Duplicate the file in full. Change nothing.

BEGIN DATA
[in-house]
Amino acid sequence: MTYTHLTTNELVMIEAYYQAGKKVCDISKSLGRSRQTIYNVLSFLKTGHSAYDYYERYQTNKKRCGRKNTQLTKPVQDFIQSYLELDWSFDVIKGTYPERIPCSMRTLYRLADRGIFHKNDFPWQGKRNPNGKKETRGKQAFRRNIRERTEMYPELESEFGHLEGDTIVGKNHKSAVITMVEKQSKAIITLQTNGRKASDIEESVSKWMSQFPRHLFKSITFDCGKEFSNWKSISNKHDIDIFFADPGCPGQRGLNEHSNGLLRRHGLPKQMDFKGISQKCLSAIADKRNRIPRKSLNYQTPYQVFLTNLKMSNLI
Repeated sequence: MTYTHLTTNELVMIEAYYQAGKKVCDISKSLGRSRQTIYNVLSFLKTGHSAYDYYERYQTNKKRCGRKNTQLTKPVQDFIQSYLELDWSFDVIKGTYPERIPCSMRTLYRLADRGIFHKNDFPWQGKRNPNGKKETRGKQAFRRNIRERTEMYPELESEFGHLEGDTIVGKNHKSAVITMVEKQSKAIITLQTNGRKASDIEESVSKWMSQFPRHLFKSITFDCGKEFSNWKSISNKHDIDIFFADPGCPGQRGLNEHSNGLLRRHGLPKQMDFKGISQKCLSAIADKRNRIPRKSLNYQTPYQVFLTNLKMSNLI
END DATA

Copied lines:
[in-house]
Amino acid sequence: MTYTHLTTNELVMIEAYYQAGKKVCDISKSLGRSRQTIYNVLSFLKTGHSAYDYYERYQTNKKRCGRKNTQLTKPVQDFIQSYLELDWSFDVIKGTYPERIPCSMRTLYRLADRGIFHKNDFPWQGKRNPNGKKETRGKQAFRRNIRERTEMYPELESEFGHLEGDTIVGKNHKSAVITMVEKQSKAIITLQTNGRKASDIEESVSKWMSQFPRHLFKSITFDCGKEFSNWKSISNKHDIDIFFADPGCPGQRGLNEHSNGLLRRHGLPKQMDFKGISQKCLSAIADKRNRIPRKSLNYQTPYQVFLTNLKMSNLI
Repeated sequence: MTYTHLTTNELVMIEAYYQAGKKVCDISKSLGRSRQTIYNVLSFLKTGHSAYDYYERYQTNKKRCGRKNTQLTKPVQDFIQSYLELDWSFDVIKGTYPERIPCSMRTLYRLADRGIFHKNDFPWQGKRNPNGKKETRGKQAFRRNIRERTEMYPELESEFGHLEGDTIVGKNHKSAVITMVEKQSKAIITLQTNGRKASDIEESVSKWMSQFPRHLFKSITFDCGKEFSNWKSISNKHDIDIFFADPGCPGQRGLNEHSNGLLRRHGLPKQMDFKGISQKCLSAIADKRNRIPRKSLNYQTPYQVFLTNLKMSNLI